- Discuss the various environments and cultural contexts where records and documents are created, managed, and used and the reasons why societies, cultures, organizations, and individuals create and keep records (research, ongoing operations, accountability, litigation and organizational memory, et al.)
- Describe the core components of archival programs (appraisal, acquisition/disposition, inventory, arrangement, description, preservation, access, use and outreach) and explain the relationships among these components.
- Describe and discuss legal and ethical issues surrounding archives and records administration.
- Demonstrate an awareness and understanding of current issues in the archives and records management professions.
- Articulate your relationship to archives and archival theory as an emerging information professional.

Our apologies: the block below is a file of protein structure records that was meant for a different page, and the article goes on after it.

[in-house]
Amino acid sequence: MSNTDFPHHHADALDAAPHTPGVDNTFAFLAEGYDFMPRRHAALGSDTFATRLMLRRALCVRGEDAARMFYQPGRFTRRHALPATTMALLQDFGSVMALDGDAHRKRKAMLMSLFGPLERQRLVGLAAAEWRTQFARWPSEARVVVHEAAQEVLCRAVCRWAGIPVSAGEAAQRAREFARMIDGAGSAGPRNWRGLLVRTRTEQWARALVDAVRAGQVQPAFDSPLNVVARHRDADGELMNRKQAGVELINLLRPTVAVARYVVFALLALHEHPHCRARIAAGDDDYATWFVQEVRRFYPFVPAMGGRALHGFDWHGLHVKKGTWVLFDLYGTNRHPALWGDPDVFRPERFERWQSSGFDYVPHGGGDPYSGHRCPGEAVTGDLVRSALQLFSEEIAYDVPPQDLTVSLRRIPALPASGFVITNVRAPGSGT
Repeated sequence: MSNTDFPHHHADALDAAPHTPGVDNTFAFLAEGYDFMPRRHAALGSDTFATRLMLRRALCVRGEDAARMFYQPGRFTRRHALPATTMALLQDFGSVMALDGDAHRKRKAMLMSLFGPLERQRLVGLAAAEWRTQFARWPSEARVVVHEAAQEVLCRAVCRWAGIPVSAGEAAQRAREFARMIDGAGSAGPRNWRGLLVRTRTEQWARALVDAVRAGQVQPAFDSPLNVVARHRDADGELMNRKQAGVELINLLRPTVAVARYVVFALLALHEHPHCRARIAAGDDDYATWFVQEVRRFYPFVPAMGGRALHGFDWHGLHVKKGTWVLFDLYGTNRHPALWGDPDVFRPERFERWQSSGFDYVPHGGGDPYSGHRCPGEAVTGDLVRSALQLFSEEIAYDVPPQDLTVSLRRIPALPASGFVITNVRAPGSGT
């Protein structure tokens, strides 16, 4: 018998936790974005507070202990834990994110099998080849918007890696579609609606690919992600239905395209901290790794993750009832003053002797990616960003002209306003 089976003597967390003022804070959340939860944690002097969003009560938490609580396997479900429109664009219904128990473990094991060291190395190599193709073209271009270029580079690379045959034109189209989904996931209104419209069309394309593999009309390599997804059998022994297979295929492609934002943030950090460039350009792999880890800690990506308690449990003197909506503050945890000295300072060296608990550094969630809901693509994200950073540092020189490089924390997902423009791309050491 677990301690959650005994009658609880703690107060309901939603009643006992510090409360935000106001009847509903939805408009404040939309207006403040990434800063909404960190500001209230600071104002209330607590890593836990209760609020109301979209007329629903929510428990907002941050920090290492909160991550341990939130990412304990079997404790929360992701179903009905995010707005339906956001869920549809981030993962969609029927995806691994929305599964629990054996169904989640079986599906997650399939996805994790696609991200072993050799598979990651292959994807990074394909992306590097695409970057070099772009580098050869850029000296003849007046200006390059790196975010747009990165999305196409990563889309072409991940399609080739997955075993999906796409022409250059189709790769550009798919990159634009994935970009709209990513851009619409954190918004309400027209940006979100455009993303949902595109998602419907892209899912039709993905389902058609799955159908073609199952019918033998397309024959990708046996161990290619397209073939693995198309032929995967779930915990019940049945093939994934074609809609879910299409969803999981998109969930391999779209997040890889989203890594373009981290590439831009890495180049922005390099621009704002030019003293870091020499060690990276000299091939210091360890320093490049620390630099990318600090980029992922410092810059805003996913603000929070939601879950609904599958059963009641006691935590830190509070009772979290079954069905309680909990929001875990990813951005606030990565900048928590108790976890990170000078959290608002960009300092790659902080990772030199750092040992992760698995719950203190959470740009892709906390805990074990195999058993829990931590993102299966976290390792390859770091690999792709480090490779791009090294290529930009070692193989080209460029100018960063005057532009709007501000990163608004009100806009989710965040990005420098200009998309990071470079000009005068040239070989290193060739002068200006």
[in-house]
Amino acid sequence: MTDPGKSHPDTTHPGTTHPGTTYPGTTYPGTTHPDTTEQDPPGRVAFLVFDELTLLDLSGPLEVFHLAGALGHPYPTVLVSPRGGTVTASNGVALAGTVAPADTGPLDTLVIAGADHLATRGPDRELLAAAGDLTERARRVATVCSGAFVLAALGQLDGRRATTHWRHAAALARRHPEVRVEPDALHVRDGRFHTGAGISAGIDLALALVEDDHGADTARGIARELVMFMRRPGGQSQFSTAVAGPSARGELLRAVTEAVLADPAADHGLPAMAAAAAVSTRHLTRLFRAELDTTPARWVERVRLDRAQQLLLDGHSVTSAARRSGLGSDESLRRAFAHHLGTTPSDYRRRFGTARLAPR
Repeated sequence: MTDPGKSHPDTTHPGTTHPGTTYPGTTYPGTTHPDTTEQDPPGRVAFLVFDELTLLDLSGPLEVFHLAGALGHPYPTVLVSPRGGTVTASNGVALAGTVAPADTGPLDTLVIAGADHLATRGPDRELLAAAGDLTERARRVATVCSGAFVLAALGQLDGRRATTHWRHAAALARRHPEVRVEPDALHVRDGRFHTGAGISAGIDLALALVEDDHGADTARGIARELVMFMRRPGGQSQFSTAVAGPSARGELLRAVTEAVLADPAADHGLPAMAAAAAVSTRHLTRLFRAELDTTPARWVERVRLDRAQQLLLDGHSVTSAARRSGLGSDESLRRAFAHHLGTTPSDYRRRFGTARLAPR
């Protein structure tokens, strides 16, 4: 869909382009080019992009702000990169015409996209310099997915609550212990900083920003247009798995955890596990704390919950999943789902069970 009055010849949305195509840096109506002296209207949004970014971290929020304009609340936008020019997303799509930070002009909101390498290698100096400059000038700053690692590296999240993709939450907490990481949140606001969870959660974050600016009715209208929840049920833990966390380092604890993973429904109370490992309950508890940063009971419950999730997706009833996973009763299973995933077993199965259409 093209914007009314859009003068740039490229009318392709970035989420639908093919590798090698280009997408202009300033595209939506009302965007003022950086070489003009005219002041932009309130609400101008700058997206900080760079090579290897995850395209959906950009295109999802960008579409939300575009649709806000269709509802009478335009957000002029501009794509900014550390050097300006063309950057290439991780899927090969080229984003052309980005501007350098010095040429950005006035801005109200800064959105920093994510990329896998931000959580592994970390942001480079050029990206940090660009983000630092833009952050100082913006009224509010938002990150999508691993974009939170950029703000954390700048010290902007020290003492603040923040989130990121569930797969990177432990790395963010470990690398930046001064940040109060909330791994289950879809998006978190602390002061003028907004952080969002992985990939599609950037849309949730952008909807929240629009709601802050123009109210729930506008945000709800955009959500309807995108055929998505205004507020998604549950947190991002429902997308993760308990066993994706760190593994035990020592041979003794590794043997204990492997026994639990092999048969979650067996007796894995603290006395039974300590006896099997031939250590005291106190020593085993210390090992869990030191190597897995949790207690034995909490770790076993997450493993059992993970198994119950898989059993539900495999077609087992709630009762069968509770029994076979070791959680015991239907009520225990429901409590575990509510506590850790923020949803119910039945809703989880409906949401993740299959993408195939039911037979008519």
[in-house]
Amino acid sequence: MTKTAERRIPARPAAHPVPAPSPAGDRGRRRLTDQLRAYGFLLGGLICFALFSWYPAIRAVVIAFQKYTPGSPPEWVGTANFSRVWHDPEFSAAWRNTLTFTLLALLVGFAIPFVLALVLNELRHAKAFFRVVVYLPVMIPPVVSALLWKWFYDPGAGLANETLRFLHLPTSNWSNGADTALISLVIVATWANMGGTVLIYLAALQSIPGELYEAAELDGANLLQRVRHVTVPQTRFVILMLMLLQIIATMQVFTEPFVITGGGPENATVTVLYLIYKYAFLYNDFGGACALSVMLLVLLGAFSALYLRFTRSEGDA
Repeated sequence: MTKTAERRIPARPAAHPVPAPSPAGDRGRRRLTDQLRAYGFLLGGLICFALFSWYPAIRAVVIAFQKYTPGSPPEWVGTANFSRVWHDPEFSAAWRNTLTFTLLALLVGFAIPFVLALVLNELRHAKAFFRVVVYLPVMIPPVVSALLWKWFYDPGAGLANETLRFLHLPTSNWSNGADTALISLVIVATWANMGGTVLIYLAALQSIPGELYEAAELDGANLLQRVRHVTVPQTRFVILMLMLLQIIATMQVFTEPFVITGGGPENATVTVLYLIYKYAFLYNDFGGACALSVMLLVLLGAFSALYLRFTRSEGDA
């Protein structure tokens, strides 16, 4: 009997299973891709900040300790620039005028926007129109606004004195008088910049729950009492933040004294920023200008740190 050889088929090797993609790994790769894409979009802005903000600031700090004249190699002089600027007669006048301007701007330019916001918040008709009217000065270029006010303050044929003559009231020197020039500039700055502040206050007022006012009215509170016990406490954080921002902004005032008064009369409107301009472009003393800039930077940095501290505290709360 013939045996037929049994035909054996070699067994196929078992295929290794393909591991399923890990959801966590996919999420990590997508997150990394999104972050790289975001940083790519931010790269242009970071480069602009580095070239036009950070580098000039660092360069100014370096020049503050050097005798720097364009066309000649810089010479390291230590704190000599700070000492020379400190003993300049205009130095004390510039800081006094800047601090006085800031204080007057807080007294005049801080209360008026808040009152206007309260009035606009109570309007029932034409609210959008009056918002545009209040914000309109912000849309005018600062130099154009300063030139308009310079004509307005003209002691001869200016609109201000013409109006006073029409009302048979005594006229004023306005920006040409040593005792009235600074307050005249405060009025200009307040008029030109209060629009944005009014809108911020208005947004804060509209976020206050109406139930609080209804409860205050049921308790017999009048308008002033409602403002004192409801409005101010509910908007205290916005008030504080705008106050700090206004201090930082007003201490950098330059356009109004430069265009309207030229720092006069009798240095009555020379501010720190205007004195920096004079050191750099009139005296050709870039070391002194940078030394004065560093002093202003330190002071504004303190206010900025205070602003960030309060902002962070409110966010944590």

- Discuss and learn about archival topics in an online environment.
READINGS AND COURSE MATERIAL
All readings/course materials are listed below. The selected readings and videos are not anywhere close to a comprehensive representation of the course themes and topics. The readings will scratch the surface of existing broad and deep discourse. I have selected them as a means to start critical thinking and discussion.
Assignments. General Instructions (see individual assignment instructions in Canvas)
Only Canvas submissions will be accepted. If there are problems with the electronic file of your document, I will try to let you know as soon as possible. However, it is ultimately your responsibility to make sure the document is readable.
Assignments’ due dates are listed below and in the assignment descriptions in Canvas. To say that this academic year has been challenging is an understatement, and I will give as much leeway as I possibly can if you can’t turn in assignments by the due dates. Please take into consideration that I am teaching this class on an adjunct basis (i.e. in addition to a full-time position as Curator of Special Collections and Archives at DU), and I also need enough time to thoughtfully grade what you turn in. Exceptions to this rule will be considered on a case-by-case basis, and very late assignments may be graded with no feedback. I will make every effort to not grade you down for late assignments.